Remember, it may be tempting to stay on the sidelines and holding cash in fear of a market crash, but it will almost certainly cause you to miss the periods of rally thereafter. Of course, this analysis not does state that you should stay put no matter what the market scenario is, and hold your investments blindly; but instead it just shows how you can outperform your fellow peers by acting smart and not following the herd mentality. You should always stick to understanding the fundamental impact of such global and domestic events and BUY accordingly.

Media headlines like those given below are nothing but hindsight trying to create a sense panic:

  • “Stock Market Crash? It's Coming, and This Chart Shows How It Will Unfold” – The Street (20th March 2016)
  • “Buckle up: Stocks could drop 25% or more” – CNBC (19th April 2016)
  • “CALM BEFORE THE STORM: Investors told to brace themselves for impending stock market crash” – Express Newspapers (6th May, 2016)
  • “80% Stock Market Crash To Strike in 2016, Economist Warns” – The Sovereign Investor Daily (22nd July 2016)
  • “Will the 7-year Cycle of Economic Crash Come Again?” – Econmatters.com (28th July 2016)

In fact, according to the last two headlines, a bear market should have taken grip over the Wall Street, but wait, did that happen? Did anything even close to that happened? NO! Contradictorily, the markets have not only recovered from the temporary Brexit hiccup, but are in the green, and that too by a pleasing margin.

Like we said in our analysis on the Brexit outcome and how it was set to affect India, global events should be nothing but noise to you if you are confident enough on your research, which is why we advised our clients to use it as an opportunity to enter into businesses, which they had missed out on earlier, at comparatively lower valuations, as the markets were definitely set to bounce back when the dust was to settle. Keep in mind that, these events will just cause temporary hiccups, but the bottom line is, they are in most cases not going to change the fundamentals of the companies, and the growth stories that they had charted, will be continued upon no matter what happens.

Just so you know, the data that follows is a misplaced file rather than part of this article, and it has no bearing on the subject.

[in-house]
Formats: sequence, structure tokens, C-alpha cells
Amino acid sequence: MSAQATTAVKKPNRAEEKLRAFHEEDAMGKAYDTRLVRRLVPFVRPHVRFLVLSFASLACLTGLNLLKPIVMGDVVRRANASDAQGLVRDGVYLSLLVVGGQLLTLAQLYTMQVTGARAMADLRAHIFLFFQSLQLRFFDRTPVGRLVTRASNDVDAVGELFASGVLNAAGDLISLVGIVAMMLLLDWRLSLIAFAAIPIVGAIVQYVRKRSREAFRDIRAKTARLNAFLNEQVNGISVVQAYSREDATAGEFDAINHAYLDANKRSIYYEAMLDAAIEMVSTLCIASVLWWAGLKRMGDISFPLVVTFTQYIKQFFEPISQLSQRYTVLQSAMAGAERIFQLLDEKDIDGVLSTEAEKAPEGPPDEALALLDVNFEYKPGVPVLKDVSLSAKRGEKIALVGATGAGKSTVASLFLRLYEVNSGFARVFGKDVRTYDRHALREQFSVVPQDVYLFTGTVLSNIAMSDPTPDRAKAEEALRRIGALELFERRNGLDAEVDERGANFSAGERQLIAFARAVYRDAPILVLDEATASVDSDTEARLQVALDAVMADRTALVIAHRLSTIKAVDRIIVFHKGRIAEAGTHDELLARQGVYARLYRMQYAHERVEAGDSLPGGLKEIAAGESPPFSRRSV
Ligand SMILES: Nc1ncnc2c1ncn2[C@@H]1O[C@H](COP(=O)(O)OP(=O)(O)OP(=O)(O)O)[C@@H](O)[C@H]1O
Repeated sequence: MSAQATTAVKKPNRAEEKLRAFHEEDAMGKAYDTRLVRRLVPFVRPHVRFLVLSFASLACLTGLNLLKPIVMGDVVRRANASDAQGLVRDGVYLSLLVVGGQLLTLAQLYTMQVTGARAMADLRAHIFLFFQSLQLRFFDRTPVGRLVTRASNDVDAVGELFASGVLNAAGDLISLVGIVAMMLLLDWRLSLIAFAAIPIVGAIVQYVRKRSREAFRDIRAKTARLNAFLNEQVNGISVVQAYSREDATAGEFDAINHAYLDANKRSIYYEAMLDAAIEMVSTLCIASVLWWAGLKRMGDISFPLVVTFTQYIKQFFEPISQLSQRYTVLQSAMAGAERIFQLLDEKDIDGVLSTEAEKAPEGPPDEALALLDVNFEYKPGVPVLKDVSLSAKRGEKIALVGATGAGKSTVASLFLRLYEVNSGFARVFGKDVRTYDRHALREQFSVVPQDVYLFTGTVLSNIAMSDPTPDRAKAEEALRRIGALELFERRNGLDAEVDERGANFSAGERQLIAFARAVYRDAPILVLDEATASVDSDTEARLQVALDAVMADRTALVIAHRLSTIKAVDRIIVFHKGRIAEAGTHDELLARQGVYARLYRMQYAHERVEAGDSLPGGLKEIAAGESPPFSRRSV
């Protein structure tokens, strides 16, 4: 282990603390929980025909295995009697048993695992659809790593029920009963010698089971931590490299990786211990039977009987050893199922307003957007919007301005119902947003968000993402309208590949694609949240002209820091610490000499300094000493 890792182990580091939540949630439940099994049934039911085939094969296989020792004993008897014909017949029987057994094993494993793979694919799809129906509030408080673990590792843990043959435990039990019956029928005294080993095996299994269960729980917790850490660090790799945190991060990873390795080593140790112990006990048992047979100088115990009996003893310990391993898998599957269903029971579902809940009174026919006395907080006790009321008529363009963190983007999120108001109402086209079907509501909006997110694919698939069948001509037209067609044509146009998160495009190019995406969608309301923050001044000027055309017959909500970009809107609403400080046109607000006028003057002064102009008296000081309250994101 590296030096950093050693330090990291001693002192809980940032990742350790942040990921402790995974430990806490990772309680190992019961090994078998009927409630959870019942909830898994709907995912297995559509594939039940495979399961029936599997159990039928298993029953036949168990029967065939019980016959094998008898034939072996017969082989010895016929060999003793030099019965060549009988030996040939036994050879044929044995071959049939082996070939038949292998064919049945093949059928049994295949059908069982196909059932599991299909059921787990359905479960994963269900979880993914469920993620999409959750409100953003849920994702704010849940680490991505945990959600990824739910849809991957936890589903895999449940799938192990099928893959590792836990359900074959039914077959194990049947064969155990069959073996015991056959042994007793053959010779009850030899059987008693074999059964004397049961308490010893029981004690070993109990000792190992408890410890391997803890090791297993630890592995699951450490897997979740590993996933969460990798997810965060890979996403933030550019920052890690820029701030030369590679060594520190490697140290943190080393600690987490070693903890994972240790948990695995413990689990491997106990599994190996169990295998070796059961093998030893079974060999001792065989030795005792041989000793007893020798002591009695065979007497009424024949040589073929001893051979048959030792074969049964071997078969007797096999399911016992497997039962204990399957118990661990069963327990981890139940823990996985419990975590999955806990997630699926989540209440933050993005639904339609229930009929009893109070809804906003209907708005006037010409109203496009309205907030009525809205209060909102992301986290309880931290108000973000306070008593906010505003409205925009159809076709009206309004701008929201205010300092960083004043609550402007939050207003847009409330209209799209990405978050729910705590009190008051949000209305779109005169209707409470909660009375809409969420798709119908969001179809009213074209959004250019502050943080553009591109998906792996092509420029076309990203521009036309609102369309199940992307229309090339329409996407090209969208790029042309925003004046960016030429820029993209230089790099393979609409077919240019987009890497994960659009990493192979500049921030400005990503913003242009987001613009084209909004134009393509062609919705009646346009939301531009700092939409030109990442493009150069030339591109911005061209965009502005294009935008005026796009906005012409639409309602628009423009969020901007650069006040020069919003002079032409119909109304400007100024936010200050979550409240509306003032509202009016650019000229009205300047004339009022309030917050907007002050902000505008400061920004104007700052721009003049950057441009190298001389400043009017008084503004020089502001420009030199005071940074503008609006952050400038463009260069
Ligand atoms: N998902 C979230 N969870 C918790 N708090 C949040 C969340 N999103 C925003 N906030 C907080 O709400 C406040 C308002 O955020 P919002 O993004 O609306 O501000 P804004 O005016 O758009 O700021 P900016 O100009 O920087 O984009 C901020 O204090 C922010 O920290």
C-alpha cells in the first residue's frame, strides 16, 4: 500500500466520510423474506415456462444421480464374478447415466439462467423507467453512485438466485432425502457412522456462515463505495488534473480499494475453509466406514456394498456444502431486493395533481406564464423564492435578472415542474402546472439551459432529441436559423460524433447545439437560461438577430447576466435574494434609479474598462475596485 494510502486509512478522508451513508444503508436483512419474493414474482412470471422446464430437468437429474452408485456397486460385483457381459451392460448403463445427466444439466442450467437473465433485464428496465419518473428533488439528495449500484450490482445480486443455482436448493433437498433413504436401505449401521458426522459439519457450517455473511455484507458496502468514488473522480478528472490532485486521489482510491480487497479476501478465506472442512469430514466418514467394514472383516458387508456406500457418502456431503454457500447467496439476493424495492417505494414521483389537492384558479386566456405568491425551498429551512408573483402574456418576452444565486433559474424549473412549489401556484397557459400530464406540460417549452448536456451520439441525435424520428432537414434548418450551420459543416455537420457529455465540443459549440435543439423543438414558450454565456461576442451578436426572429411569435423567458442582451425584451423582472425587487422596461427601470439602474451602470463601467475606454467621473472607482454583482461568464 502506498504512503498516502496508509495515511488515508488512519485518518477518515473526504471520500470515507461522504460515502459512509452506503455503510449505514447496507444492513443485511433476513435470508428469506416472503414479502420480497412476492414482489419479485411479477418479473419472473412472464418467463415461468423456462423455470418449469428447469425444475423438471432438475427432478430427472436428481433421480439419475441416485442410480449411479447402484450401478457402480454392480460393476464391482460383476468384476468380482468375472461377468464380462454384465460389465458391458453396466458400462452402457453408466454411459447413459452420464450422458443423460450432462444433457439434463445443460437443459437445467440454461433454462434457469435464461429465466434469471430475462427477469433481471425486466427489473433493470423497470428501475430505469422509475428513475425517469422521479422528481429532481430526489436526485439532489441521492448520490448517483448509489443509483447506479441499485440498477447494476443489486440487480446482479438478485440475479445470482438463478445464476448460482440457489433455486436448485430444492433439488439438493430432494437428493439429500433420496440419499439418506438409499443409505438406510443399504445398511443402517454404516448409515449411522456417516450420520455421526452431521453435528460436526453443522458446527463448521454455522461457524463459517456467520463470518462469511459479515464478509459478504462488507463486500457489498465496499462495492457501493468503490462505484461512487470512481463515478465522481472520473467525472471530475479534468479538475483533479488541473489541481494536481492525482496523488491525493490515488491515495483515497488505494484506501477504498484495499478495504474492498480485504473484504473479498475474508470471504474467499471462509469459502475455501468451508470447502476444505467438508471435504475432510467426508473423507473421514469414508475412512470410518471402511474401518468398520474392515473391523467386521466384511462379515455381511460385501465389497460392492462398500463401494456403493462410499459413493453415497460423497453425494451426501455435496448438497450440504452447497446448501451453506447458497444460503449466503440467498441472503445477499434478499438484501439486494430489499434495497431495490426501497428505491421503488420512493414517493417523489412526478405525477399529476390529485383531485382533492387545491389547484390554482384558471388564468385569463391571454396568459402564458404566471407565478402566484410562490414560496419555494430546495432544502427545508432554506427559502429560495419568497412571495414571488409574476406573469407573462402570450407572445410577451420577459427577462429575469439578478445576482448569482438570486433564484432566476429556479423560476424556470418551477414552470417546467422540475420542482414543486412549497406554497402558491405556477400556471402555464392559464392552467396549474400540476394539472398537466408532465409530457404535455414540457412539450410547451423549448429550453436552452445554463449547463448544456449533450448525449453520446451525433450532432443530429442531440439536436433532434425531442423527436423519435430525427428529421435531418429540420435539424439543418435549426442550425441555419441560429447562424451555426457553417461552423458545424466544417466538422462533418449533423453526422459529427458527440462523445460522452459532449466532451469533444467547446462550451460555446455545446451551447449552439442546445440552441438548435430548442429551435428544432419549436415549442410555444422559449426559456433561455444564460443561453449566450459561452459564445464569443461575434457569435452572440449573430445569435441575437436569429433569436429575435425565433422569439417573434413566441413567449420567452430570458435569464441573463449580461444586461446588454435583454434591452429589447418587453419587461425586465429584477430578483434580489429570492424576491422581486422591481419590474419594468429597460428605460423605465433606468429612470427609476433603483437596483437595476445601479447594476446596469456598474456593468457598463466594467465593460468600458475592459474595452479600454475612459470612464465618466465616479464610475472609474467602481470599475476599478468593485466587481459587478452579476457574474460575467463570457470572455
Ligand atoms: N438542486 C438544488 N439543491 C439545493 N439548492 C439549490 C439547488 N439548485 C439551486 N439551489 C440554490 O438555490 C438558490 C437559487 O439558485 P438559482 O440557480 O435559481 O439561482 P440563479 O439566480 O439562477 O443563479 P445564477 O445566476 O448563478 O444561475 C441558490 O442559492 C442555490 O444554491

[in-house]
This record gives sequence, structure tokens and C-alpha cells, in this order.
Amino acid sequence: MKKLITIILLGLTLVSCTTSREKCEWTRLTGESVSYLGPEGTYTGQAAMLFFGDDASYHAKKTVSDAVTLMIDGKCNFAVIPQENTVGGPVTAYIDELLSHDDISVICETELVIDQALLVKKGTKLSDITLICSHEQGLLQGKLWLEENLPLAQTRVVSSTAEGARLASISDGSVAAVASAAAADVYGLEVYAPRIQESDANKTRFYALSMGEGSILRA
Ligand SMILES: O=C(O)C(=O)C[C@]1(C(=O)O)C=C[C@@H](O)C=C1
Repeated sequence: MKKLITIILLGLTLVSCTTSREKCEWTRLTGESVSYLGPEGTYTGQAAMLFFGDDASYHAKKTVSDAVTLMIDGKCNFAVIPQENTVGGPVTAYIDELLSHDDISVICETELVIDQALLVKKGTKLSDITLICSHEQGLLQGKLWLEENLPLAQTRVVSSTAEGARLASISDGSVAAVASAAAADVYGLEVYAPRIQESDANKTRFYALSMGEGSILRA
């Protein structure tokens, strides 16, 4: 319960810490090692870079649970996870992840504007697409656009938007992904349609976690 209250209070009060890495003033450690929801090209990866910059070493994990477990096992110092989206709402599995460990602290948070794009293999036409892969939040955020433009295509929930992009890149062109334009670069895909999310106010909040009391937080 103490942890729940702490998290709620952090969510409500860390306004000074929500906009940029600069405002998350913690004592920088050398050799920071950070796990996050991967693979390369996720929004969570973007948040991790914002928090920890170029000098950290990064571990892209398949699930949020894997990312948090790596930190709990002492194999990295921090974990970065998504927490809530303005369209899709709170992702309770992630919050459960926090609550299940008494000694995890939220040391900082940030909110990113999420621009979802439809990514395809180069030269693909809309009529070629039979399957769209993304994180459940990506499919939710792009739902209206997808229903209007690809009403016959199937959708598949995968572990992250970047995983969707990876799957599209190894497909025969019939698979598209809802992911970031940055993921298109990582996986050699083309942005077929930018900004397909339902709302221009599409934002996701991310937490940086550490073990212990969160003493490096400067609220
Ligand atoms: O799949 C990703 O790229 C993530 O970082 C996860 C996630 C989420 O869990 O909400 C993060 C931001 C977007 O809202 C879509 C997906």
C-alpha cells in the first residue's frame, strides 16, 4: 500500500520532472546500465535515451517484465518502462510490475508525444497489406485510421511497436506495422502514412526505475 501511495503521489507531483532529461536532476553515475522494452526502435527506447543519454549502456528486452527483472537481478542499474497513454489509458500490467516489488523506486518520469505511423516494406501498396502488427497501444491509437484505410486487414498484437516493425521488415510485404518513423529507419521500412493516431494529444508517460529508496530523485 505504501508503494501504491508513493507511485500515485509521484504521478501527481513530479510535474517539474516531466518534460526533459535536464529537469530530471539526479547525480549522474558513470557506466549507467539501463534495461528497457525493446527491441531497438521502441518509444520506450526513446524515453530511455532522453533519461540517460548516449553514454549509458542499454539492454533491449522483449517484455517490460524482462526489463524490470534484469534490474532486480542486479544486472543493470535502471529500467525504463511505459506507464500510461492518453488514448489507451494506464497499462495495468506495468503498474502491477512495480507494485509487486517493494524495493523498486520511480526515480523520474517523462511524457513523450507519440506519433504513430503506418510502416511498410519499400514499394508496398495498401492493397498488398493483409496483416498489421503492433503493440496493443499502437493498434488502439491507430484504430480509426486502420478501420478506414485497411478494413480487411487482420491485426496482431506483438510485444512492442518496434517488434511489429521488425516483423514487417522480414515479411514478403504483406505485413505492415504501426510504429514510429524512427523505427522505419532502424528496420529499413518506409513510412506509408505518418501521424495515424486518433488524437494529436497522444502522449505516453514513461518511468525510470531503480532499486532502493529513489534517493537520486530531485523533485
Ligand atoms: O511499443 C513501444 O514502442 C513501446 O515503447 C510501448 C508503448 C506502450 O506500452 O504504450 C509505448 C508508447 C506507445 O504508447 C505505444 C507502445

The media can do all the if and buts, all the calculations, all the speculations they want, but we hope you now understand and accept the fact that smart investors BUY at correct times in a bear market when no one is interested in going long and SELL when there is a massive euphoria where everyone, I mean everyone tries to become a stock market guru. Think about it, now that the Nifty is rallying like it did in the 2014, which media house do you see is talking of Brexit impacts on stocks, Yuan devaluation impacts and sliding oil prices impacts? Everyone now is just the corporate results, which is actually what matters.

So, what are you now going to do, God forbid if we are to witness another fall? Will you get played by the ‘noise’ created by news channels or will you spend that time studying the company fundamentals? The choice is yours! Keep this in mind that:

“News Follow The Market, The Market Does Not Follow The News!”

And like Jesse Livermore rightly says, Markets are never wrong, Opinions often are! All you can do is play smart and capitalize on other investors’ sentiments which were driven by the media coverage around future events, and who knows, you might actually make some serious money.

Happy Investing!